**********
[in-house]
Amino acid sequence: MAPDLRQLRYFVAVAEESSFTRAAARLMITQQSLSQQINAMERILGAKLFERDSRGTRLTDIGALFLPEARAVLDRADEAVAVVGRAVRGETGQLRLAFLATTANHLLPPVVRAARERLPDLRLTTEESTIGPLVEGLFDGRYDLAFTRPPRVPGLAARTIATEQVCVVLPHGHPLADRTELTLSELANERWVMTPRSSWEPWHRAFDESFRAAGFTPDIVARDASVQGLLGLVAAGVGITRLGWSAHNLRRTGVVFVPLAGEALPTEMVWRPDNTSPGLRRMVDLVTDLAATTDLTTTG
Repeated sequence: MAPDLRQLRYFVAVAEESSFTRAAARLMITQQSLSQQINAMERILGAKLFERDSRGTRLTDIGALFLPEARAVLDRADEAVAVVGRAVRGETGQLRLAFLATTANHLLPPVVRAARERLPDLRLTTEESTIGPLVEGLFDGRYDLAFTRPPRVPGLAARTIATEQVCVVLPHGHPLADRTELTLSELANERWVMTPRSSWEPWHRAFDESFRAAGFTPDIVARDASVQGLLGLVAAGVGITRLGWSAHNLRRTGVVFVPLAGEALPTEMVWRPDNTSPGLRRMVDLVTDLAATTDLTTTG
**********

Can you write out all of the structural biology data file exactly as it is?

[in-house]
Amino acid sequence: MAPDLRQLRYFVAVAEESSFTRAAARLMITQQSLSQQINAMERILGAKLFERDSRGTRLTDIGALFLPEARAVLDRADEAVAVVGRAVRGETGQLRLAFLATTANHLLPPVVRAARERLPDLRLTTEESTIGPLVEGLFDGRYDLAFTRPPRVPGLAARTIATEQVCVVLPHGHPLADRTELTLSELANERWVMTPRSSWEPWHRAFDESFRAAGFTPDIVARDASVQGLLGLVAAGVGITRLGWSAHNLRRTGVVFVPLAGEALPTEMVWRPDNTSPGLRRMVDLVTDLAATTDLTTTG
Repeated sequence: MAPDLRQLRYFVAVAEESSFTRAAARLMITQQSLSQQINAMERILGAKLFERDSRGTRLTDIGALFLPEARAVLDRADEAVAVVGRAVRGETGQLRLAFLATTANHLLPPVVRAARERLPDLRLTTEESTIGPLVEGLFDGRYDLAFTRPPRVPGLAARTIATEQVCVVLPHGHPLADRTELTLSELANERWVMTPRSSWEPWHRAFDESFRAAGFTPDIVARDASVQGLLGLVAAGVGITRLGWSAHNLRRTGVVFVPLAGEALPTEMVWRPDNTSPGLRRMVDLVTDLAATTDLTTTG